The hallux valgus deformity results in a number of potentially debilitating complications that include: inflammation of the medial bursa protecting the first metatarsophalangeal joint; degeneration of the plantar surface of the metatarsal head; entrapment of the medial cutaneous nerve; hammertoe deformity of the second toe; central metatarsalgia resulting from shifting of weight from the unstable first digit to the central digits; cartilage degeneration; and synovitis.23
Radiographic evaluation confirms the diagnosis made by clinical inspection and assists in assessment of the severity of the deformity and the damage to the articular surface of the first metatarsophalangeal joint.
Management includes modification of footwear, orthotics, night splinting, bunion pads, and NSAIDs. Surgical management, including soft-tissue mobilization, arthrodesis, arthroplasty, osteotomy, or bunionectomy, may be indicated for more severe cases that do not respond to conservative management.
Plantar fasciitis. Plantar fasciitis is a common cause of heel pain, affecting up to 10% of the U.S. population and accounting for nearly 600,000 outpatient visits annually.24 The plantar fascia, or plantar aponeurosis, is a multilayered fibrous band comprised of a central longitudinal portion flanked by medial and lateral portions. It attaches to the three main weight-bearing points of the foot, the calcaneus and the first and fifth metatarsal heads, to form the longitudinal arch of the foot. Although the term fasciitis connotes an inflammatory process, current literature suggests the pathophysiology of plantar fasciitis is more likely related to a degenerative process rather than an inflammatory one.25 Pathophysiologic findings from biopsy suggest that plantar fasciitis is the result of chronic overload on the plantar fascia.26
Plantar fasciitis is encountered in individuals who take part in sporting events that require repetitive jumping or prolonged standing, such as marching, distance running, ballet, and other types of dance. There is an association between both obesity and flat feet and the development of plantar fasciitis. Case studies also have revealed that limited ankle dorsiflexion results in repetitive longitudinal stress placed on the plantar aponeurosis and may be a risk factor for the development of plantar fasciitis.26
A history of plantar fasciitis is suggested by inferior heel pain on weight-bearing, described as throbbing, searing, or piercing, often experienced during the first few steps taken in the morning and improving after further ambulation. Walking barefoot, on toes, or up stairs may exacerbate the symptoms.25 The physical examination reveals local point tenderness best elicited by passive dorsiflexion of the toes and palpation of the fascia from the heel to the forefoot.27 Radiographic evaluation is recommended only for patients who have not responded to conservative management.24,25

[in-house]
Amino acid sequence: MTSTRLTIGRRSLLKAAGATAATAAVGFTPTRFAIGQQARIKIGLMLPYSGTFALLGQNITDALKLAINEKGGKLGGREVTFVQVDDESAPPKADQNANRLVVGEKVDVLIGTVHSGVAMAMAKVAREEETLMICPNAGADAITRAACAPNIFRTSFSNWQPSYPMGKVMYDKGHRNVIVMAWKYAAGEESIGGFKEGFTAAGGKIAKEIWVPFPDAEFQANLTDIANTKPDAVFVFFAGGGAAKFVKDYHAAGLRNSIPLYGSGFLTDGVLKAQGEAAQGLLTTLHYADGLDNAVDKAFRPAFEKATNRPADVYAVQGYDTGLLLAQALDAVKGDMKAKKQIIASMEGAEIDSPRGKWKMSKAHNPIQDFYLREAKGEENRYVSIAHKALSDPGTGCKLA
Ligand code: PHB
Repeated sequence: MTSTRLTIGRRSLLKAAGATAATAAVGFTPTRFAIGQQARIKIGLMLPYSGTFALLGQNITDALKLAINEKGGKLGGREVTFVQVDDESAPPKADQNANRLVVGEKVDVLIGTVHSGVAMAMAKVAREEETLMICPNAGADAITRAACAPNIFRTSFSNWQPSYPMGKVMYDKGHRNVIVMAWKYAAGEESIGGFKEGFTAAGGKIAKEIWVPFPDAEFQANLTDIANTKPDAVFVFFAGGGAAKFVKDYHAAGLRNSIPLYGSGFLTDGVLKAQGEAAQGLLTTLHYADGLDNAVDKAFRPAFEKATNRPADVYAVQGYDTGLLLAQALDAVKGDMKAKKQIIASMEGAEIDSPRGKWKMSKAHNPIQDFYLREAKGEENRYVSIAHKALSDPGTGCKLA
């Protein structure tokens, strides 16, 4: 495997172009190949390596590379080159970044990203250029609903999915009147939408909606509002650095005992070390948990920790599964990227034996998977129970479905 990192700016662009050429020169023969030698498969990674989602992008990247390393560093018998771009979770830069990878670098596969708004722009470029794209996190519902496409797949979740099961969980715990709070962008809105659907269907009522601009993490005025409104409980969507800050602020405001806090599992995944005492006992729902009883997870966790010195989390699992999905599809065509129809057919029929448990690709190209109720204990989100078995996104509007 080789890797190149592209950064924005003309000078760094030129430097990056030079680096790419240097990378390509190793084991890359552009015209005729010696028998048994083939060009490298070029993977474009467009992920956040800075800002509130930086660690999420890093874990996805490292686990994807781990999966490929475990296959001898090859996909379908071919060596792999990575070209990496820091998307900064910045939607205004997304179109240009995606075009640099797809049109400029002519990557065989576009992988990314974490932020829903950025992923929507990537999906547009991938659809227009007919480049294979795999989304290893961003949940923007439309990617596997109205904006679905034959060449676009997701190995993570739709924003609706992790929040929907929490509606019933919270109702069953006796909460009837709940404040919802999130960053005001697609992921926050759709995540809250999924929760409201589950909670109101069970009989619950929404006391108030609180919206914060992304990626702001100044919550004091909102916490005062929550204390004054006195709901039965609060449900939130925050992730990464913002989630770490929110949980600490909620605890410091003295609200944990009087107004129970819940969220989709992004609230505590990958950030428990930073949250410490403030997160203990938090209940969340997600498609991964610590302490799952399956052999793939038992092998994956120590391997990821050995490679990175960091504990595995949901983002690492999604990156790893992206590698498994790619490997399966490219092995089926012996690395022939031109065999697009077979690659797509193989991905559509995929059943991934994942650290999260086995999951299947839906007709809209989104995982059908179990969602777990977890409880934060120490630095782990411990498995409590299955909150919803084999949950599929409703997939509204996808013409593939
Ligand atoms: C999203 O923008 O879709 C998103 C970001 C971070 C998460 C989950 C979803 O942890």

Management of plantar fasciitis begins with conservative care including rest, ice, NSAIDs, night splints, and stretching exercises. Simple exercises that stretch the plantar surface (manually dorsiflexing the toes) or taping of the instep (Low Dye taping) may be helpful.28 Shock wave therapy, iontophoresis, and corticosteroid injections along the plantar aponeurosis may be required for severe fasciitis not responsive to conservative therapy. Surgical management involving release of the plantar fascia may be appropriate for the most severe cases resistant to conservative medical therapy.
Sesamoiditis. Sesamoiditis is manifested by pain beneath the head of the first metatarsal with weight-bearing and commonly is encountered in individuals performing repetitive pushing-off or jumping maneuvers, such as those involved in long distance running, tennis, racquetball, football, soccer, and volleyball. Athletic footwear with little insole padding also may predispose to the development of sesamoiditis and sesamoid stress fractures. Pain is present on dorsiflexion of the great toe and evidenced by restricted movement of the first metatarsophalangeal joint.1,3
Radiographic evaluation is recommended to rule out fractures. Stress radiographs and axial loading are helpful, and radiographic evaluation of the contralateral foot is advocated. Partite sesamoid bones are a normal variant and may be confused with sesamoid fractures. Partite sesamoid bones are smooth-bordered whereas sesamoid fractures typically have irregular edges.1 A bone scan may be required, although it is a nonspecific study as both sesamoiditis and stress fractures may display diffuse uptake in the region of the first metatarsophalangeal joint.
Treatment of sesamoiditis and sesamoid stress fractures consists of rest, wearing athletic shoes with well-cushioned soles, and orthotic devices. Anti-inflammatory drugs have been used to treat the pain associated with sesamoiditis and sesamoid stress fractures, though some authors have questioned their efficacy, citing premature return to activity and the potential for delayed bone healing.29,30 Surgical excision of sesamoid bones is a last option for those who fail conservative therapy.